Phil Muncaster, The Reg's man in Hong Kong, has said his final '拜拜' - that's bye-bye in simplified Chinese - to the special administrative region. Before he moved on, we asked him to assess his two-and-a-bit years covering Asia's technology industries. Here's his assessment on where Asia sits in the technology world. – Ed.
Over the past couple of years from my perch in Hong Kong I’ve watched Asia’s technology giants flex their muscles on the global stage. Many, like China’s Tencent, have started to expand internationally after building up a huge power base domestically or regionally. Others, like Samsung and Lenovo have firmly established themselves at or near the apex of their target markets.
The question remains, however: are Asian technology companies really setting global agendas for enterprise technology, driving industry standards with innovations that create new markets, or are they following Western leaders?
It’s undeniable that Asia has become the manufacturing heartland of global IT. Yes, there have been attempts by the Obama administration to bring jobs back home. The Boston Consulting Group interviewed 200 execs last year and found 21 per cent said they were relocating manufacturing from China to the US and 54 per cent planned to do so.
However, China remains the number one destination for hardware makers, with Taiwanese ODM/OEMs like Foxconn, Pegatron and Wistron accounting for the vast majority of mobile devices and PCs sold globally and doing most of their work in China.
Asia goes mobile
But where is the IP and innovation happening? Inside a Foxconn plant, or back in Cupertino where the latest fondleslabs and iThings are designed? Intel’s SD-card sized Edison computer might have been designed and built in China but the firm is very much still an American product.
Despite this US dominance, things are a-changing, and nowhere more so than in the mobile computing space. Not only are most of the world’s smartphones and tablets made in Asia but they’re also sold by Asian brands. According to IDC, the top 5 smartphone vendors by global shipments all hailed from the region except for Apple. Samsung came in first place, followed by Apple, after which came Huawei, LG and Lenovo. More tellingly, the year-on-year growth rates of Samsung (42.9 per cent), Huawei (67.5 per cent), LG (81.1 per cent) and Lenovo (91.7 per cent) dwarfed Apple’s 12.9 per cent and show who has momentum.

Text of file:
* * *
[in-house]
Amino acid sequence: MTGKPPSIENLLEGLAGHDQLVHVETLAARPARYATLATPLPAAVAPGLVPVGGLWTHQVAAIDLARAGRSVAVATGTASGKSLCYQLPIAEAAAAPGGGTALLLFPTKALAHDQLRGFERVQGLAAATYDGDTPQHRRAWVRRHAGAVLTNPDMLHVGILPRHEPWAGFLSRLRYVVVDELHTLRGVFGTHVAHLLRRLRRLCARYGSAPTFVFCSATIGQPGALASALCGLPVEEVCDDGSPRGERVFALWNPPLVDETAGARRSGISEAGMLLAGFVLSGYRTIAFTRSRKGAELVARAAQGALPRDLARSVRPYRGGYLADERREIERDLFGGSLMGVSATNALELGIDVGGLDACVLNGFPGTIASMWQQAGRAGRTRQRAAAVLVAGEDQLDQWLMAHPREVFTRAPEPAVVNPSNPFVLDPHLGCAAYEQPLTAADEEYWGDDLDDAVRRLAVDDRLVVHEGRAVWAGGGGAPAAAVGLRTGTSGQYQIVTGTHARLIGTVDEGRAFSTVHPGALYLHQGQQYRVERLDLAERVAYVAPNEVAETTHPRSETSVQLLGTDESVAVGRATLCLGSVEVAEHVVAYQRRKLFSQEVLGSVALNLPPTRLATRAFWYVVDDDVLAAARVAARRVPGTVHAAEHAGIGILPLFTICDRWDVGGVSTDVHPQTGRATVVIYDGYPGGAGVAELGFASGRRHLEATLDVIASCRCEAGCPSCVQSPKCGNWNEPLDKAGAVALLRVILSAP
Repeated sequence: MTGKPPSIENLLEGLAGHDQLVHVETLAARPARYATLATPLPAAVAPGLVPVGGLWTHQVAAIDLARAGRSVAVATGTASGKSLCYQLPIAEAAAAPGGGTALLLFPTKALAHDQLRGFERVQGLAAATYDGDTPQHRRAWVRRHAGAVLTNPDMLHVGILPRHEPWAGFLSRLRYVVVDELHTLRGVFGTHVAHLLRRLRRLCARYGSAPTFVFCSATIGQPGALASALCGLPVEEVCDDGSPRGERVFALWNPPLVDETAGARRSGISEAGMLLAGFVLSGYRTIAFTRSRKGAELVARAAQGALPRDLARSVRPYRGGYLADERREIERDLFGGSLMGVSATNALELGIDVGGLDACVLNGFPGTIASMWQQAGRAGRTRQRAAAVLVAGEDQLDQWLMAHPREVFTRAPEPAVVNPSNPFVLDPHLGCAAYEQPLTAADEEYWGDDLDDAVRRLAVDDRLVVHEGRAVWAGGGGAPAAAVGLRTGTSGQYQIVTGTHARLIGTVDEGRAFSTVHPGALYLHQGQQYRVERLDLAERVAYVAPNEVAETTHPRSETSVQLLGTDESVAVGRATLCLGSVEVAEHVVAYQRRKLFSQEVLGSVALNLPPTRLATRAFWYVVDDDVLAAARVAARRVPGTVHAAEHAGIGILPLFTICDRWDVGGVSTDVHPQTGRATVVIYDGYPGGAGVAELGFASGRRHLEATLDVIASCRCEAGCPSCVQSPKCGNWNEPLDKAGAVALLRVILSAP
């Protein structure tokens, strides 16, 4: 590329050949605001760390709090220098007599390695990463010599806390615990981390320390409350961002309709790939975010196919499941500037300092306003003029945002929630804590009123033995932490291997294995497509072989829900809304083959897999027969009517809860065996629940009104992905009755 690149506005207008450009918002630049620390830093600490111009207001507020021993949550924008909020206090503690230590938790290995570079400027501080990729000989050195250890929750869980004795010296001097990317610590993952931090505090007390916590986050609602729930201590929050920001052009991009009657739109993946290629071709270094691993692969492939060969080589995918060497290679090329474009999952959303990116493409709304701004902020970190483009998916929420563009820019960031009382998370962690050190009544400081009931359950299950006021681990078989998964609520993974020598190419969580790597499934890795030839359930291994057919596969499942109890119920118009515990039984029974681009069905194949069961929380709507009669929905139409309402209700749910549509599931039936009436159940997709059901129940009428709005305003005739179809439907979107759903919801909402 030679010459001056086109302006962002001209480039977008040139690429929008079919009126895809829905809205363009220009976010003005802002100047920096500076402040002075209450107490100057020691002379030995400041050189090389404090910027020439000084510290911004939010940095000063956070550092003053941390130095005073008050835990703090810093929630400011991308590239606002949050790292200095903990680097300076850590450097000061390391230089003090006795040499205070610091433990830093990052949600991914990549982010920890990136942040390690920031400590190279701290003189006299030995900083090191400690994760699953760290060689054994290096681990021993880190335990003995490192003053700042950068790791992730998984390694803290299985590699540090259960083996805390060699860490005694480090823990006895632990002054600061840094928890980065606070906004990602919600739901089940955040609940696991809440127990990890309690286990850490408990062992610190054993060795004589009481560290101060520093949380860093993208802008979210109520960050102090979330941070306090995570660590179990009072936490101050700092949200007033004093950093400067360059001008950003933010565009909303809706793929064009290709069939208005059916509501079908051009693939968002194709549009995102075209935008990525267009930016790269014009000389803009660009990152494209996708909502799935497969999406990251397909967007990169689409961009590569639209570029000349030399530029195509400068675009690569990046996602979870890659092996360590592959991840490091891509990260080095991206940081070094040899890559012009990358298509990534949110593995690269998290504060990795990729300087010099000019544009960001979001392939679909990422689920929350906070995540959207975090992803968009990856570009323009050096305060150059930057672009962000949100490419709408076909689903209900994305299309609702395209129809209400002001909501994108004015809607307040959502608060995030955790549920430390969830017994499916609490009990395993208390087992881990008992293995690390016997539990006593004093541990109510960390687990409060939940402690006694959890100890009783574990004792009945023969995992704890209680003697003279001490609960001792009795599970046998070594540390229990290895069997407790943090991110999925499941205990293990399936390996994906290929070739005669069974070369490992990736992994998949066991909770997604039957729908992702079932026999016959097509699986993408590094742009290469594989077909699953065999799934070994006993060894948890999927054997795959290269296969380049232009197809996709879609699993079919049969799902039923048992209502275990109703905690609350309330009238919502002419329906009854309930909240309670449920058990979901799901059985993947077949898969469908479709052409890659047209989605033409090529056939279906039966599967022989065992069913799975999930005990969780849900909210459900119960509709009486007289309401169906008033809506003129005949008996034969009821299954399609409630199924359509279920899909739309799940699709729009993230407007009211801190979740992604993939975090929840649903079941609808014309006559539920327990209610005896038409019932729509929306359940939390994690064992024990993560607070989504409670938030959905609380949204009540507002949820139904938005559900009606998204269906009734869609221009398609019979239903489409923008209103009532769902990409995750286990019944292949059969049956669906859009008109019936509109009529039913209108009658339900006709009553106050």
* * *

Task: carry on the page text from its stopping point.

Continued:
Another moment demonstrating how Asia drives mobile agendas came when first Samsung and then a few months later Huawei announced they would be establishing R&D facilities in Nokia’s backyard of Finland last year. The contrasting fortunes between these expansive Asian players and the once-proud global mobile phone leader, now haemorrhaging jobs and even forced to sell its Espoo headquarters, could not have been more stark.
Chinese firms in particular have flourished thanks in part to the “complete supply chain ecosystem” on their doorstep, according to Forrester analyst Bryan Wang. “When they want to pull something together they can always find the supplier for any component and module to build a quality product in a short period of time,” he told The Reg.
This is in contrast to Google-owned Motorola, he said, where development of the Moto X took over 12 months because prototypes had to be manufactured and then shipped back and forth from China, delaying the whole development cycle. Once Lenovo finally gets its hands on the firm such issues should be a thing of the past.
Chinese smartphone firms have also benefitted from a huge domestic market, enabling the most successful ones to rake in cash and spend it getting to scale. This is the perfect launching board for international expansion in the mode of Middle Kingdom smartmobe poster child Xiaomi, said Wang. The firm is ready to join the likes of Huawei, Lenovo and Samsung on the world stage and let its ambition be known last year with the hire of former Googler Hugo Barra as VP of Xiaomi Global.
The firm has been a genuine innovator in its engagement with the user community, primarily through social media, and incorporating feedback into new product designs, according to IDC analyst Melissa Chau. However, Xiaomi and its Asian counterparts are facing significant challenges expanding their global presence, she told The Reg.
“Every market’s different. Xiaomi found its direct sales model didn’t fit with Singapore’s operator driven market, so it had to adapt and thrash out agreements with operators, for example,” she explained. “Asian vendors are used to certain ways of doing business but they have to change [to become global]. To an extent Huawei has already faced those challenges and built relationships with operators in various markets.”